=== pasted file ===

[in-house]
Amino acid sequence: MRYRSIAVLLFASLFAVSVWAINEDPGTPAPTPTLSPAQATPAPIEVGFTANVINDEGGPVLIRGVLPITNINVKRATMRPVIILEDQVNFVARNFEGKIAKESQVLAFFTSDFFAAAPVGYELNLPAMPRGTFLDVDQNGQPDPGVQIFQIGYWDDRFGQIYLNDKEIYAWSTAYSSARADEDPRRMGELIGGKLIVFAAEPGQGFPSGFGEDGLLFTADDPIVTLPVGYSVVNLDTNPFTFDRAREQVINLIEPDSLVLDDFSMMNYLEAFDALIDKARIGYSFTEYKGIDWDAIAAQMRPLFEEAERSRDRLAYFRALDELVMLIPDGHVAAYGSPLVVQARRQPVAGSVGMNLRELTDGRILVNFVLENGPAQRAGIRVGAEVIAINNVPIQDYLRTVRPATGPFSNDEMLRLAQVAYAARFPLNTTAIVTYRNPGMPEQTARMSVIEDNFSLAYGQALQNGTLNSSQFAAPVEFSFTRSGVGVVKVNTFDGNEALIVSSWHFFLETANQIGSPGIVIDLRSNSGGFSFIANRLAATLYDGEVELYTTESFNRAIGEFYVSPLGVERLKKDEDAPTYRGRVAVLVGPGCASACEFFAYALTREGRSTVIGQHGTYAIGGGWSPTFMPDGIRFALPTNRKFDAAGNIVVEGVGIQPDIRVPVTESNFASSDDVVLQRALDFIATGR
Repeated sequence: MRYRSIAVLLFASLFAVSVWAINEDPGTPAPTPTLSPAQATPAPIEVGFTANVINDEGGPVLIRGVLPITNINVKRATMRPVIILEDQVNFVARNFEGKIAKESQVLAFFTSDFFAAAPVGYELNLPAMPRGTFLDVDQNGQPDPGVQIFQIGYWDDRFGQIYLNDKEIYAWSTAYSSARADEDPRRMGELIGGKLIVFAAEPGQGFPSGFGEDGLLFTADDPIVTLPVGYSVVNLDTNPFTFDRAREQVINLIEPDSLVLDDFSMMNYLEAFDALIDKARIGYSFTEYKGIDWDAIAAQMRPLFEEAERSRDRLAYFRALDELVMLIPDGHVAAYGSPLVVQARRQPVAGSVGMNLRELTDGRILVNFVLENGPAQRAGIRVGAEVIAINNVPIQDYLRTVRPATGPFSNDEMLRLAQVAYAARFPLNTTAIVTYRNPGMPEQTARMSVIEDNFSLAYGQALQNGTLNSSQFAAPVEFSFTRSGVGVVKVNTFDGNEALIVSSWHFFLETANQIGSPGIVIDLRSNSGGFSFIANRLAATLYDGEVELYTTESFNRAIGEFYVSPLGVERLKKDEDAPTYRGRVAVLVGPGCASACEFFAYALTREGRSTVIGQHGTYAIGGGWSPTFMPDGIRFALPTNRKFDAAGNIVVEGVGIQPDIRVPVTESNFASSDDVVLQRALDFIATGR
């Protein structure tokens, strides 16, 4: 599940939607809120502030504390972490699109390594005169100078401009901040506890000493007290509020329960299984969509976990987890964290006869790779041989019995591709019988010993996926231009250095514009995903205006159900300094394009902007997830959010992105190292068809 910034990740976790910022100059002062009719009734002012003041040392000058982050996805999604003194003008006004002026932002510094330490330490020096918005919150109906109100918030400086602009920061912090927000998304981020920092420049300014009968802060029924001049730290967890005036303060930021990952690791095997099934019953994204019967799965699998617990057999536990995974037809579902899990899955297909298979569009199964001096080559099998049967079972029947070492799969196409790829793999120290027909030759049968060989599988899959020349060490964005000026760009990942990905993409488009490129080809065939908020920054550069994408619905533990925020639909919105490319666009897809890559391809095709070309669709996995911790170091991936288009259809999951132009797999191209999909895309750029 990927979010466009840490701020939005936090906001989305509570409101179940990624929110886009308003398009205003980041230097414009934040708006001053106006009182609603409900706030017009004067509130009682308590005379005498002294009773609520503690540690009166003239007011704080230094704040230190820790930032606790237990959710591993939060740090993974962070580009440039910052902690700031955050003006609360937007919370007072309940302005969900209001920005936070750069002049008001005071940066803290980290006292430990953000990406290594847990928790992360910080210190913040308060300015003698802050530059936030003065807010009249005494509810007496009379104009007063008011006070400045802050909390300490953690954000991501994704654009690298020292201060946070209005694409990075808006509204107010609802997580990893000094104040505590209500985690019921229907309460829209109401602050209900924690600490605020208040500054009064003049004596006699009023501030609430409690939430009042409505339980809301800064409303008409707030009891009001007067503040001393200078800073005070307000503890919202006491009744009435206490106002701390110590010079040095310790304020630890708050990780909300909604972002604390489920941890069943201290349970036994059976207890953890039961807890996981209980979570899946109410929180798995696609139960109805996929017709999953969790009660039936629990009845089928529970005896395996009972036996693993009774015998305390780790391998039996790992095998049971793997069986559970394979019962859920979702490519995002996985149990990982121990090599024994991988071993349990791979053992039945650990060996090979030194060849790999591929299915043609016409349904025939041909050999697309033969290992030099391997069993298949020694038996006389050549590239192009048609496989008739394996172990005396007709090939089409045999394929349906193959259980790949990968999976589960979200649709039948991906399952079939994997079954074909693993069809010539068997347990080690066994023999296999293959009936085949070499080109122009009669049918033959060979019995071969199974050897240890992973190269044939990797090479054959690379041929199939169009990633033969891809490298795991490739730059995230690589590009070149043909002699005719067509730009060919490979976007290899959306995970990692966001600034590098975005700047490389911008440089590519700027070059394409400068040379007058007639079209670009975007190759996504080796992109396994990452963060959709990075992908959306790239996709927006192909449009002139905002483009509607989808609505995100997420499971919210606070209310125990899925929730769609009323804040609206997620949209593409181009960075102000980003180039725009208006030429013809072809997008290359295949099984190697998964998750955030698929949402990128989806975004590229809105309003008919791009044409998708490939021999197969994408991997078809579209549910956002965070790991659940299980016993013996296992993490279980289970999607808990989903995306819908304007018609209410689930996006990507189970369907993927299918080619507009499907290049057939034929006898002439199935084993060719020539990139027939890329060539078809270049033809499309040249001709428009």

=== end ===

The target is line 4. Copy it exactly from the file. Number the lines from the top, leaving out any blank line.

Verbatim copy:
């Protein structure tokens, strides 16, 4: 599940939607809120502030504390972490699109390594005169100078401009901040506890000493007290509020329960299984969509976990987890964290006869790779041989019995591709019988010993996926231009250095514009995903205006159900300094394009902007997830959010992105190292068809 910034990740976790910022100059002062009719009734002012003041040392000058982050996805999604003194003008006004002026932002510094330490330490020096918005919150109906109100918030400086602009920061912090927000998304981020920092420049300014009968802060029924001049730290967890005036303060930021990952690791095997099934019953994204019967799965699998617990057999536990995974037809579902899990899955297909298979569009199964001096080559099998049967079972029947070492799969196409790829793999120290027909030759049968060989599988899959020349060490964005000026760009990942990905993409488009490129080809065939908020920054550069994408619905533990925020639909919105490319666009897809890559391809095709070309669709996995911790170091991936288009259809999951132009797999191209999909895309750029 990927979010466009840490701020939005936090906001989305509570409101179940990624929110886009308003398009205003980041230097414009934040708006001053106006009182609603409900706030017009004067509130009682308590005379005498002294009773609520503690540690009166003239007011704080230094704040230190820790930032606790237990959710591993939060740090993974962070580009440039910052902690700031955050003006609360937007919370007072309940302005969900209001920005936070750069002049008001005071940066803290980290006292430990953000990406290594847990928790992360910080210190913040308060300015003698802050530059936030003065807010009249005494509810007496009379104009007063008011006070400045802050909390300490953690954000991501994704654009690298020292201060946070209005694409990075808006509204107010609802997580990893000094104040505590209500985690019921229907309460829209109401602050209900924690600490605020208040500054009064003049004596006699009023501030609430409690939430009042409505339980809301800064409303008409707030009891009001007067503040001393200078800073005070307000503890919202006491009744009435206490106002701390110590010079040095310790304020630890708050990780909300909604972002604390489920941890069943201290349970036994059976207890953890039961807890996981209980979570899946109410929180798995696609139960109805996929017709999953969790009660039936629990009845089928529970005896395996009972036996693993009774015998305390780790391998039996790992095998049971793997069986559970394979019962859920979702490519995002996985149990990982121990090599024994991988071993349990791979053992039945650990060996090979030194060849790999591929299915043609016409349904025939041909050999697309033969290992030099391997069993298949020694038996006389050549590239192009048609496989008739394996172990005396007709090939089409045999394929349906193959259980790949990968999976589960979200649709039948991906399952079939994997079954074909693993069809010539068997347990080690066994023999296999293959009936085949070499080109122009009669049918033959060979019995071969199974050897240890992973190269044939990797090479054959690379041929199939169009990633033969891809490298795991490739730059995230690589590009070149043909002699005719067509730009060919490979976007290899959306995970990692966001600034590098975005700047490389911008440089590519700027070059394409400068040379007058007639079209670009975007190759996504080796992109396994990452963060959709990075992908959306790239996709927006192909449009002139905002483009509607989808609505995100997420499971919210606070209310125990899925929730769609009323804040609206997620949209593409181009960075102000980003180039725009208006030429013809072809997008290359295949099984190697998964998750955030698929949402990128989806975004590229809105309003008919791009044409998708490939021999197969994408991997078809579209549910956002965070790991659940299980016993013996296992993490279980289970999607808990989903995306819908304007018609209410689930996006990507189970369907993927299918080619507009499907290049057939034929006898002439199935084993060719020539990139027939890329060539078809270049033809499309040249001709428009």